Linden Grange [Grove] is a late 19th/early 20th century designed landscape of around 97 acres (39 hectares) that retains much of its original planting, although the parkland itself is much reduced through building and reversion to agricultural use. Other features remain such as the avenue from the Lodge that gave the site its name and the pond to the south of the house.
Location, Area, Boundaries, Landform and Setting
Linden Grange lies 0.5 miles (0.8 km) south of the village of Hutton Rudby and is on a slightly sloping site from north to south, with the main house at 71 AOD. The historic parkland covers about 97 acres (39 hectares) with its northern boundary being Belbrough Lane and its western boundary was Station Lane. It is bounded on the south by the stream, Potto Slack, and on the east by field boundaries from NZ 472050 to NZ 467059.
The main house, Linden Grange, is listed Grade II and dates from the middle of the 18th century with some additions in the 19th century. The Lodge was constructed before 1839, together with the gardens, a small rectangular pond and plantations alongside the carriageway to the house. There was some perimeter planting in the northern part of the parkland by 1892 and the pond to the south of the house was extended to an irregular feature.
The final changes to the landscape were in place by 1911. This included a new entrance from the road to Potto Station, with a carriageway that led north to the main house. As well as the extended parkland to the south and east, there was planting on the new perimeters with a large plantation on the southern boundary. The pond was also increased in size from 0.239 acres in 1894 to 0.689 acres by 1914.
- The York Herald
- Yorkshire Gazette
North Yorkshire County Record Office (NYCRO)
- MIC 1795/83 Hutton Rudby Tithe map, 1839
- Ordnance Survey 6” 1st edition, surveyed 1854, published 1857
- Ordnance Survey 6” 2nd edition, surveyed 1891/2, published 1895
- Ordnance Survey 25” 1st edition, published 1894
- Ordnance Survey 6”, revised 1911, published 1919
- Ordnance Survey 25” 2nd edition, published 1914
In the mid-18th century the main building, now known as Linden Grange, was constructed on a site called ‘Tunstall Ground’ to the south west of the village of Hutton Rudby. By 1783, this was owned by David Simpson and inherited by his grandson, Benjamin David Suggitt, that year (Graves 1808, 178). On the death of Suggitt in 1823, it passed to his nephew, George Merryweather, the son of his half-brother, also George. When Merryweather married in 1826, he was described as ‘of Suggitt Grove’, so the property had changed its name but by 1839, it was called ‘Linden Grove’ (NYCRO MIC 1795/83). This name change may have been due to the avenue of lime trees leading from the Lodge.
Merryweather, a doctor practising in Whitby, appears not to have lived at the property. Instead he rented it out to a succession of tenants. In 1839 it was the local vicar, Robert Barlow and his family who occupied it (NYCRO MIC 1795/83), as there was no glebe house in the village. Barlow then moved to the newly built Vicarage near to Linden Grove in 1844. Merryweather put the property up for sale in 1845 (Yorkshire Gazette, 10 May). The advertisement gives the following description:
Linden Grove, in Cleveland
To be sold by Private Contract
All that Messuage or Mansion House called Linden Grove, situate near Hutton Rudby…with the Gardens, Shrubberies, Coach-Houses, Stables and other Out-Offices thereto belonging, now in the Occupation of Colonel Mac Bean. And also all those several Closes or Parcels of very superior Meadow and Pasture Land, adjoining the aforesaid Premises…The above property is in a Ring Fence, contains altogether 111a 3r 35p or thereabouts…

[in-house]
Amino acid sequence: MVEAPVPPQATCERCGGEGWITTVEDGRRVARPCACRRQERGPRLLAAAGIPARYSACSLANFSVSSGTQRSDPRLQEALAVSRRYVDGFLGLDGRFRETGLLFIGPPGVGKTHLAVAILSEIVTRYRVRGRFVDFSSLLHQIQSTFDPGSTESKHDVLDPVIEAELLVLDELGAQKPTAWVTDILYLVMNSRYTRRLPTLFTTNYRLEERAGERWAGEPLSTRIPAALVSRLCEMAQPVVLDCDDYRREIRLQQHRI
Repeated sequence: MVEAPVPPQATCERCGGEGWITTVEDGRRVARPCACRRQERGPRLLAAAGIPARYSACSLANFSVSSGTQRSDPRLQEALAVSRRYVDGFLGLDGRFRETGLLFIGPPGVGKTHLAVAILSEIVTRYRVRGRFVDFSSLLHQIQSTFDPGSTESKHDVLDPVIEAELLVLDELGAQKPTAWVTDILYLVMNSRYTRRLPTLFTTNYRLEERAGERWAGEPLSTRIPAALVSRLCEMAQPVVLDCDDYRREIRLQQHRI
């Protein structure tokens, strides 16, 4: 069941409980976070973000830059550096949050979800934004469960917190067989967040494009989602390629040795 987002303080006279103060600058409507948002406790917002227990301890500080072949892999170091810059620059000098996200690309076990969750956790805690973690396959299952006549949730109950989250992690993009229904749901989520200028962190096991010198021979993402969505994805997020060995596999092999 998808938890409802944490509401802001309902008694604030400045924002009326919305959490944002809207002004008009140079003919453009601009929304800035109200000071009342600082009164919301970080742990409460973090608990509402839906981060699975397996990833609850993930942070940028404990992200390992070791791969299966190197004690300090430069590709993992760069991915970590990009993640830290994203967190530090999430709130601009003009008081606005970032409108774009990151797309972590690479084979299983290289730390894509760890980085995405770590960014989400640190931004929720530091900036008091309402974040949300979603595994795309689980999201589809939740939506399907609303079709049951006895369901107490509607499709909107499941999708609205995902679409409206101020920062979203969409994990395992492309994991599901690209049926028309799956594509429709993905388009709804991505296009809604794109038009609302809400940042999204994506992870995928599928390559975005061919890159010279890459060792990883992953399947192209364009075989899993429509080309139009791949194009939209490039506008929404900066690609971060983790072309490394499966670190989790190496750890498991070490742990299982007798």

The Mansion, which is most beautifully situated in the midst of a fertile and romantic district…The Garden and Shrubberies are stocked with Thriving Fruit Trees and Evergreens, and the Grass Land, which is divided into conveniently-sized Fields, is well watered and fenced.
Whether it was sold is not clear as Colonel Forbes MacBean is still the occupant in the 1851 census. By the next census of 1861, Dr Edwin Wilson is listed as living at that address and again when it was put up for sale in 1865 (The York Herald, 8 April). The size of the estate had reduced though to 98 acres with ‘about five acres, which consist of Garden, Pleasure Grounds and Plantings’. It was not sold and was available to rent again in 1871 (The York Herald, 13 May). The occupant in the 1881 census was Thomas English Pyman, who was a shipowner from Hartlepool. There is no-one listed in the 1891 census.
George Merryweather had died on the 4 November 1870 and most of his family had emigrated to America, so his heirs sold the house and surrounding land of 97 acres to George Young Blair, of nearby Drumrauch Hall. Blair’s daughter, Mary, moved in with her husband Percy Sadler after 1891 and took possession following her father’s death in 1894. Percy and Mary started to remodel the landscape, converting the fields into parkland as far south as Potto Station and made a new entrance in the south. They also planted woodland around the perimeter and built an aviary.
Mary Blair continued to live there after her husband died in 1906 until her death on 5 December 1935. It was then occupied by her daughters, Winifred Rachel Blair and Katherine Mary Roche. Winifred had left by the time she died in Ambleside on the 3rd February 1951 but Katherine was living at Linden Grove at the time of her death on the 3rd September 1964. In the 1970s, the estate was divided and housing was built in the northwest corner of the parkland, with additional properties to the south.
- Features & Designations
- Reference: Not on the Historic England Register of Parks and Gardens of Special Interest
- Key Information
Report by Louise Wickham, Yorkshire Gardens Trust (July 2017)